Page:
The checkered pupfish is a beautiful species of freshwater fish found only in the Media Luna, a 100 square metre spring in the Rio Verde Valley of north central Mexico. It is the only known member of its genus, and is classed as endangered by the International Union for Conservation of Nature (IUCN). In total, there are 140 species in the pupfish family; 37 of those are listed as endangered – one of which is among the top 100 most threatened species in the world – and five, sadly, have already been declared extinct. A further three species have been declared as being extinct in the wild, meaning they now exist only in captivity, in places like London Zoo.
For over a decade, London Zoo has been running a breeding programme for the checkered pupfish out of its Aquarium, focusing on breeding and maintaining a healthy population. The fish’s sole wild habitat is facing a multitude of threats, mostly from human environmental impacts such as the agriculture industry and tourism, with non-native fish species also threatening to destroy the dwindling population. According to London Zoo, the wild population of checkered pupfish is predicted to decline by 50 per cent over the next ten years, making breeding programmes such as theirs absolutely crucial if it is to have any hope of survival.
However, the pupfish has not been an easy fish to save. Breeding fish at the best of times is a tricky business, with particular species needing an exacting set of conditions in order to thrive — temperature, diet, type of water and its mineral balance all need to be accounted for. Although breeding programmes for other species of pupfish proved more successful, the Aquarium struggled to get the conditions for the checkered pupfish right, with populations growing up malformed, or their soft eggs collapsing altogether. It’s here that plaster manufacturer British Gypsum stepped in.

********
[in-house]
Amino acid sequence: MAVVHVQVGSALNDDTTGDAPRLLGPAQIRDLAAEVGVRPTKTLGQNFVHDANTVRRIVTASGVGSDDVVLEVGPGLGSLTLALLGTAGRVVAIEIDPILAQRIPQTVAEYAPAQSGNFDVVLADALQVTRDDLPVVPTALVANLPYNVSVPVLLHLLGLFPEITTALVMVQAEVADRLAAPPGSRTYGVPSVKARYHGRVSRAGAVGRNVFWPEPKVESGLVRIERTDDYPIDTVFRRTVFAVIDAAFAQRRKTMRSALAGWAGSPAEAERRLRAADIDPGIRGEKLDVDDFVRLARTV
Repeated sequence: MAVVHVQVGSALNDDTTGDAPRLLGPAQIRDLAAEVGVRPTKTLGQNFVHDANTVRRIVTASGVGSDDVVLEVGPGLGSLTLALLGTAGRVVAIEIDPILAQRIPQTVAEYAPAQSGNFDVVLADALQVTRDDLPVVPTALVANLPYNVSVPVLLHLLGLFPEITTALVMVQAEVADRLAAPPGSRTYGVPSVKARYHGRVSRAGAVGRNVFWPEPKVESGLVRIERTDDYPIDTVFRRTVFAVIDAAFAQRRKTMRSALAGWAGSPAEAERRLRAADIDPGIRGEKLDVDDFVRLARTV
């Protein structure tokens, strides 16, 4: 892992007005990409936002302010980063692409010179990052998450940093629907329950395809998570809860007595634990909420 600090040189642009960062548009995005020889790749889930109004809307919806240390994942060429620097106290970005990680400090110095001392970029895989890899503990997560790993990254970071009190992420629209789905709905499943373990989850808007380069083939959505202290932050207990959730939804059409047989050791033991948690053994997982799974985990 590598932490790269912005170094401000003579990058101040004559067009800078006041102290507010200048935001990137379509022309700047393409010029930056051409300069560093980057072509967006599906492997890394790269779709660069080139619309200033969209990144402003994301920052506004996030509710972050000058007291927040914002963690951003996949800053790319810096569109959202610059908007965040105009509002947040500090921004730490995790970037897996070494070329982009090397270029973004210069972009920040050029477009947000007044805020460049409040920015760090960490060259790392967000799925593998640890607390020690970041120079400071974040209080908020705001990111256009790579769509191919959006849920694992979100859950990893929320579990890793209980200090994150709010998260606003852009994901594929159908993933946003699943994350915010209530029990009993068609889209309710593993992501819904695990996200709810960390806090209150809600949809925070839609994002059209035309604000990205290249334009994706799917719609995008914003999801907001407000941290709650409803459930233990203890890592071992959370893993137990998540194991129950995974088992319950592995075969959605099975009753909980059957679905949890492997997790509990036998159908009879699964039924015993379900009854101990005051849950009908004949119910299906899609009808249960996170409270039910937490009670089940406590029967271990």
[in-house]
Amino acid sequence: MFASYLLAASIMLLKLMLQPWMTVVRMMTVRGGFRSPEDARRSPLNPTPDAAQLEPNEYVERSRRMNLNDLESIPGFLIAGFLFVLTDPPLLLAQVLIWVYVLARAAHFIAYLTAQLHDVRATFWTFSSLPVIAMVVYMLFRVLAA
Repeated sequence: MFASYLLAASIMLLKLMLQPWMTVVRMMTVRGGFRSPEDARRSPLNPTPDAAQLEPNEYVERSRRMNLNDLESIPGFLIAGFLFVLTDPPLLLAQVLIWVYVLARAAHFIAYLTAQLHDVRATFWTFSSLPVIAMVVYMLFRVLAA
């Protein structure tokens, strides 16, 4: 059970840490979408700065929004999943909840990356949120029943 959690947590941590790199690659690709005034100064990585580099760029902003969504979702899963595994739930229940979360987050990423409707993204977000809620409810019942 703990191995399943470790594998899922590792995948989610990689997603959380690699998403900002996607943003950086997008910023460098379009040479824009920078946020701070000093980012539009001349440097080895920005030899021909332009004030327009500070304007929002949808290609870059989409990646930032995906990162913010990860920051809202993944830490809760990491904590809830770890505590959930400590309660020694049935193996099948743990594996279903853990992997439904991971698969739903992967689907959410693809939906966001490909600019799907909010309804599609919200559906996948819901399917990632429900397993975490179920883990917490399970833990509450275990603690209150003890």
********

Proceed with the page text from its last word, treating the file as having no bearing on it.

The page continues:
Having looked closer at the difference between the freshwater of the Media Luna and London, the London Zoo staff determined that a massive dose of calcium was required in order to further harden their already hard water. A mineral called gypsum, normally used for fertilizer or in building materials, which is mined by British Gypsum in Brightling, East Sussex, proved the perfect antidote to the fish’s woes. Every couple of years for the past 12, the company have allowed the zoo to fill a van with this vital lifeblood — as a result, the zoo has managed to breed thousands of checkered pupfish, maintaining two healthy colonies of between 50-150 each at any given time.
Unfortunately, the zoo has no plans to reintroduce their colonies back into the wild, given the ongoing threat to their environment. For now, they remain back-up populations, although the zoo may consider reintroduction later down the line if something can be done to stem the tide of human impact. Mexico itself does not have any government-led conservation programme looking out for the pupfish, and London Zoo’s Aquarium doesn’t work on any projects in-country.
The checkered pupfish is not the only fish that owes its survival to London Zoo — in fact, another species only found in the same Mexican spring, the blue tailed goodeid, is also being bred in the Aquarium. The breeding programme is part of the wider ZSL London Zoo Fish Net project, a consortium of organisations such as zoos, aquariums and universities that are working to save species of freshwater fish from the brink of extinction, through breeding programmes and field conservation in a number of target countries around the world. London Zoo’s Aquarium alone is breeding 26 species, including eight species of Mexican pupfish.
However, given that over 60 per cent of the freshwater species assessed by the IUCN are classed as threatened, endangered or extinct in the wild, it’s hard to feel too cheery even at London Zoo’s fantastic efforts.